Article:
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Building the Importer

Now that we've got the level information set up, we will start working on our content pipeline extension. Our first step will be to create the Content Importer, which has the job of reading in the information from the file. Once again, we will create a new class to do this. XNA provides a template for a content importer which will make this extremely easy to do. Go to your content pipeline extension project (I've called mine 'LevelContentPipelineExtension') and add a new class by right clicking on the project and choosing Add > New Item. In the dialog that appears, choose the Content Importer Template, not the Class template, and give the importer a name. (If you don't see that template, you may need to choose XNA Game Studio 4.0 on the left side, under Installed Templates.)

I have called mine "LevelImporter.cs". Once you click on OK, the new file will be created and opened.

There are only two real things we need to do with the importer. First, there is a line above the class definition that starts with "[ContentImporter(". We need to change the information on this line. The first part, which says ".abc", indicates the extension of the filename that, if a file is added to the project's content, and it has this extension, it should import it with this importer by default. Change this to be whatever extension you are using for your files. For this tutorial, I am going to create my files with an extension of .level, so I replaced .abc with .level. Next is the display name, which is what the importer is called in XNA Game Studio's GUI. We'll look at this a little more later on. You can call this whatever you want. I've called mine "Level Importer". The last thing that we need to do is set the name of the default processor, which is the last thing on that line. This is the class name of the processor that it should use by default. (We haven't created this yet, so you'll need to decide now what you're going to call that class!) I've replaced this in mine with "LevelProcessor". So the whole line should now look something like:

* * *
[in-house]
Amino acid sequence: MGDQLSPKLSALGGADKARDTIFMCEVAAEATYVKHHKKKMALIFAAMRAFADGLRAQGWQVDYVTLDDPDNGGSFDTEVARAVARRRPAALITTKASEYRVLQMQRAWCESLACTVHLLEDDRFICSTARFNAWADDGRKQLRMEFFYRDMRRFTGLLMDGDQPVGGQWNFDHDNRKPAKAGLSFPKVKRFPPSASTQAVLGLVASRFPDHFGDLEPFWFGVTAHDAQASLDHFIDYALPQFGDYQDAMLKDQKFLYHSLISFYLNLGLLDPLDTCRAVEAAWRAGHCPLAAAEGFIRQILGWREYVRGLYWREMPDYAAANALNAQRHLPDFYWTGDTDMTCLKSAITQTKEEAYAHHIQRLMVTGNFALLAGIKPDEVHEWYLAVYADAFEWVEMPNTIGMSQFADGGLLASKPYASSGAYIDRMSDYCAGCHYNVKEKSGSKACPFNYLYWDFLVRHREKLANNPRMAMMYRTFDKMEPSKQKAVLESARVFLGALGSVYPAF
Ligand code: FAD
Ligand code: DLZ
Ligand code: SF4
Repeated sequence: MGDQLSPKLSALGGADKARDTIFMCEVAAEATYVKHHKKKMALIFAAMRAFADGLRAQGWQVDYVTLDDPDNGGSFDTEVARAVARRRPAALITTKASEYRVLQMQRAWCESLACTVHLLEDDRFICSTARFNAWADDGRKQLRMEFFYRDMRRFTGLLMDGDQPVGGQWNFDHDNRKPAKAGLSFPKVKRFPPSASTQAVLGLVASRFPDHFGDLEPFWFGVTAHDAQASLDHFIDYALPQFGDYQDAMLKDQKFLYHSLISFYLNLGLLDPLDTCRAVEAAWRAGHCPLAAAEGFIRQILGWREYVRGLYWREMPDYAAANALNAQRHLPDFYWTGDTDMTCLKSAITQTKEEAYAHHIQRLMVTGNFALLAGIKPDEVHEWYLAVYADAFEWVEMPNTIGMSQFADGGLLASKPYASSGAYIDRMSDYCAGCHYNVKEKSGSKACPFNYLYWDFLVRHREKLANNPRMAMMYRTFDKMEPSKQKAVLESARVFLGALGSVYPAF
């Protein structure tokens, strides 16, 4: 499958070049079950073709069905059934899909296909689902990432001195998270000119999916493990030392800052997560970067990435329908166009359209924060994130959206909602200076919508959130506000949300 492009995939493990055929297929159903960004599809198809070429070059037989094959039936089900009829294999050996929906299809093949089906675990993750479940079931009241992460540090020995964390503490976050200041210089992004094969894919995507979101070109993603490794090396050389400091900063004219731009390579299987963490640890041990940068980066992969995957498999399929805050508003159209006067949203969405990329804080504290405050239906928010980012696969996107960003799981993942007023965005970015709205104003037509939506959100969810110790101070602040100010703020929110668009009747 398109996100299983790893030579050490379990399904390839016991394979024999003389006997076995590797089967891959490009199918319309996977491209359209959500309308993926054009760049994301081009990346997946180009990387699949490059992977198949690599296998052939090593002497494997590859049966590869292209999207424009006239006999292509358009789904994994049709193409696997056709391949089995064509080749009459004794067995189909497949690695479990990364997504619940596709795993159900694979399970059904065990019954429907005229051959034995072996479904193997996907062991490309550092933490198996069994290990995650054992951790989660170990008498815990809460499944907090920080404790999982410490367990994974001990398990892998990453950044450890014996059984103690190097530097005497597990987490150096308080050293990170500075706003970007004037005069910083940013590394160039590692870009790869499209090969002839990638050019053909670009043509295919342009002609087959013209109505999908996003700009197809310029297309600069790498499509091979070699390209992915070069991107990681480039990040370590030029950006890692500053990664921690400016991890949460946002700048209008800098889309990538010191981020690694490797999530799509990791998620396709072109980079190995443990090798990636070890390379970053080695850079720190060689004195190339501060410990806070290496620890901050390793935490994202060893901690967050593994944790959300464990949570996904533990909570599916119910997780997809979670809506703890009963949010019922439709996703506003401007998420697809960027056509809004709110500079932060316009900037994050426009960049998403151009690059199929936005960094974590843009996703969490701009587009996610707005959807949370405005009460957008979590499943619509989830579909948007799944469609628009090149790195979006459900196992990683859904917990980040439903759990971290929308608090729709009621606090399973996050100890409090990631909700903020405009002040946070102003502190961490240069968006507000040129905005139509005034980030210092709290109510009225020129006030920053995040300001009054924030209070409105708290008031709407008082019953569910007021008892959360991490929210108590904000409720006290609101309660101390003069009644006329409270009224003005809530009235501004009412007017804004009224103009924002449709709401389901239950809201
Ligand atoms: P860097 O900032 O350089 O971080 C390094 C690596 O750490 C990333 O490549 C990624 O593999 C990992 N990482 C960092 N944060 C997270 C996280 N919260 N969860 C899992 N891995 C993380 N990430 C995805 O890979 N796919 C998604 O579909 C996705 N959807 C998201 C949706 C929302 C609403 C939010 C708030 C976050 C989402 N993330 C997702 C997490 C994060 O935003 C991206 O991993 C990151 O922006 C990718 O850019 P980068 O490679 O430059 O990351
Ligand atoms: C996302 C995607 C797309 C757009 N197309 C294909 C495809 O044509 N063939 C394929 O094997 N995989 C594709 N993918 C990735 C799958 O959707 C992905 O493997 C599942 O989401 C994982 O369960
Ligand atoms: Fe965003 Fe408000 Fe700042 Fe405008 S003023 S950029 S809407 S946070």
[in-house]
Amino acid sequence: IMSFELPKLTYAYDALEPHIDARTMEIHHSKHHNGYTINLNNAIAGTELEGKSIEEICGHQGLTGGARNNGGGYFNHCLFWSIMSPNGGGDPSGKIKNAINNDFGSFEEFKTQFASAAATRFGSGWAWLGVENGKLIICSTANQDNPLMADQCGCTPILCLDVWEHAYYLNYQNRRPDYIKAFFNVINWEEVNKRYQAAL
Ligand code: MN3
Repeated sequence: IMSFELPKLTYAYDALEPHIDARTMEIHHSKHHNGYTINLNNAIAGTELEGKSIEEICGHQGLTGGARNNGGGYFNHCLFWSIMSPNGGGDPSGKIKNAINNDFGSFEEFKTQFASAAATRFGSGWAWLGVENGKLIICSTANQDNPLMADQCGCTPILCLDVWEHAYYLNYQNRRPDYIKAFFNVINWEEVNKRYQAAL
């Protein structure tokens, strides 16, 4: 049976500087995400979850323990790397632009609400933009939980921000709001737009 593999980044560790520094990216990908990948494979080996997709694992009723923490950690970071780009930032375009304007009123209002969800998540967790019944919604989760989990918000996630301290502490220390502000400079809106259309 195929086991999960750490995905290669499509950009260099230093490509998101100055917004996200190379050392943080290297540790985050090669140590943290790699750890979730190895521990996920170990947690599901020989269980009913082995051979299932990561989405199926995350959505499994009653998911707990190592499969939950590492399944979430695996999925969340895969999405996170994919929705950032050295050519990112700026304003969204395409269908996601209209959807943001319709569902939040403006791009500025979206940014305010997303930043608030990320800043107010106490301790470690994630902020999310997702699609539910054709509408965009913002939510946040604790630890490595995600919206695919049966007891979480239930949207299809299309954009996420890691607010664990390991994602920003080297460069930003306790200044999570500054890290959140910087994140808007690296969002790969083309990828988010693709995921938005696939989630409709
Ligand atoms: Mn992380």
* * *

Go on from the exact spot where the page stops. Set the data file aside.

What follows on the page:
[ContentImporter(".level", DisplayName = "Level Importer", DefaultProcessor = "LevelProcessor")]

The other thing that we will need to do is actually import the data from the file. In our case, this is going to be pretty simple. In fact, we are just going to read in the entire file and put it into a string. This can be done with a single line of code, shown below. Add the following code to the middle of the Import() method, and replace everything that is currently in there:

return System.IO.File.ReadAllText(filename);

So now the completed importer class should look something like this:

using System;
using System.Collections.Generic;
using System.Linq;
using Microsoft.Xna.Framework;
using Microsoft.Xna.Framework.Graphics;
using Microsoft.Xna.Framework.Content.Pipeline;
using Microsoft.Xna.Framework.Content.Pipeline.Graphics;
 
using TImport = System.String;
 
namespace LevelContentPipelineExtension
{
    [ContentImporter(".level", DisplayName = "Level Importer", DefaultProcessor = "LevelProcessor")]
    public class LevelImporter : ContentImporter<TImport>
    {
        public override TImport Import(string filename, ContentImporterContext context)
        {
            return System.IO.File.ReadAllText(filename);
        }
    }
}

The importer is pretty simple to do. This is mostly because the task of the importer is to read in the data. It isn't actually supposed to do any processing - that's the job of the processor, which we will do next. Of course, you aren't just limited to reading in a file here. For instance, you could read some information in a file and connect to a database or something. There's a lot of things that you can do in the importer, but keep in mind that it is a really good idea to separate the importing from the processing, so you should avoid doing any actual processing here. Anyway, the importer is done, and it is time to move on to the processor!

Continue on to part 5

Parts > 1 | 2 | 3 | 4 | 5 | 6 | 7 | 8


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